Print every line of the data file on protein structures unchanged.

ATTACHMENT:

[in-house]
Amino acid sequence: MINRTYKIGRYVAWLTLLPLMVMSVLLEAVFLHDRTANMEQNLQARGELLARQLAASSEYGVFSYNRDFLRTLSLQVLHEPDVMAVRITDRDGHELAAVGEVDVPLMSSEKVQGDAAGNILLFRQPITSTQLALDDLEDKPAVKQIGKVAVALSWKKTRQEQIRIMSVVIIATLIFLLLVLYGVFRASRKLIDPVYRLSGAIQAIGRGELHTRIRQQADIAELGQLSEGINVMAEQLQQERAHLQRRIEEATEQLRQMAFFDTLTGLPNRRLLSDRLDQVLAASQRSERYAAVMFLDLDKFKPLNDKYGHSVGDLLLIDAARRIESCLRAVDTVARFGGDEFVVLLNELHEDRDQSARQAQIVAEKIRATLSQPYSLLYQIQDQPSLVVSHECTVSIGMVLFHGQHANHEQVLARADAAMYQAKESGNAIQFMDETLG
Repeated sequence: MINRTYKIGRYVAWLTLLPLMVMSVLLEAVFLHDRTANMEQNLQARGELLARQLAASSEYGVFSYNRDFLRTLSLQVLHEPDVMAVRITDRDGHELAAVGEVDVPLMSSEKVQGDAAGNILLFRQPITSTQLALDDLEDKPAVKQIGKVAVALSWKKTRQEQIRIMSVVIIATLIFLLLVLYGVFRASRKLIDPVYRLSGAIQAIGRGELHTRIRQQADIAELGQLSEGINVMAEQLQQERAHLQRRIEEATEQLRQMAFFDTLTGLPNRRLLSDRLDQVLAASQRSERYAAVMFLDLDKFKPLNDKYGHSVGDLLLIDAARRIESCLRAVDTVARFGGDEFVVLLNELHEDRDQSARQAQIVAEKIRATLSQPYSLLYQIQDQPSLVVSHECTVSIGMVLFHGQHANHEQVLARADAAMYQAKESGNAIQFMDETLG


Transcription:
[in-house]
Amino acid sequence: MINRTYKIGRYVAWLTLLPLMVMSVLLEAVFLHDRTANMEQNLQARGELLARQLAASSEYGVFSYNRDFLRTLSLQVLHEPDVMAVRITDRDGHELAAVGEVDVPLMSSEKVQGDAAGNILLFRQPITSTQLALDDLEDKPAVKQIGKVAVALSWKKTRQEQIRIMSVVIIATLIFLLLVLYGVFRASRKLIDPVYRLSGAIQAIGRGELHTRIRQQADIAELGQLSEGINVMAEQLQQERAHLQRRIEEATEQLRQMAFFDTLTGLPNRRLLSDRLDQVLAASQRSERYAAVMFLDLDKFKPLNDKYGHSVGDLLLIDAARRIESCLRAVDTVARFGGDEFVVLLNELHEDRDQSARQAQIVAEKIRATLSQPYSLLYQIQDQPSLVVSHECTVSIGMVLFHGQHANHEQVLARADAAMYQAKESGNAIQFMDETLG
Repeated sequence: MINRTYKIGRYVAWLTLLPLMVMSVLLEAVFLHDRTANMEQNLQARGELLARQLAASSEYGVFSYNRDFLRTLSLQVLHEPDVMAVRITDRDGHELAAVGEVDVPLMSSEKVQGDAAGNILLFRQPITSTQLALDDLEDKPAVKQIGKVAVALSWKKTRQEQIRIMSVVIIATLIFLLLVLYGVFRASRKLIDPVYRLSGAIQAIGRGELHTRIRQQADIAELGQLSEGINVMAEQLQQERAHLQRRIEEATEQLRQMAFFDTLTGLPNRRLLSDRLDQVLAASQRSERYAAVMFLDLDKFKPLNDKYGHSVGDLLLIDAARRIESCLRAVDTVARFGGDEFVVLLNELHEDRDQSARQAQIVAEKIRATLSQPYSLLYQIQDQPSLVVSHECTVSIGMVLFHGQHANHEQVLARADAAMYQAKESGNAIQFMDETLG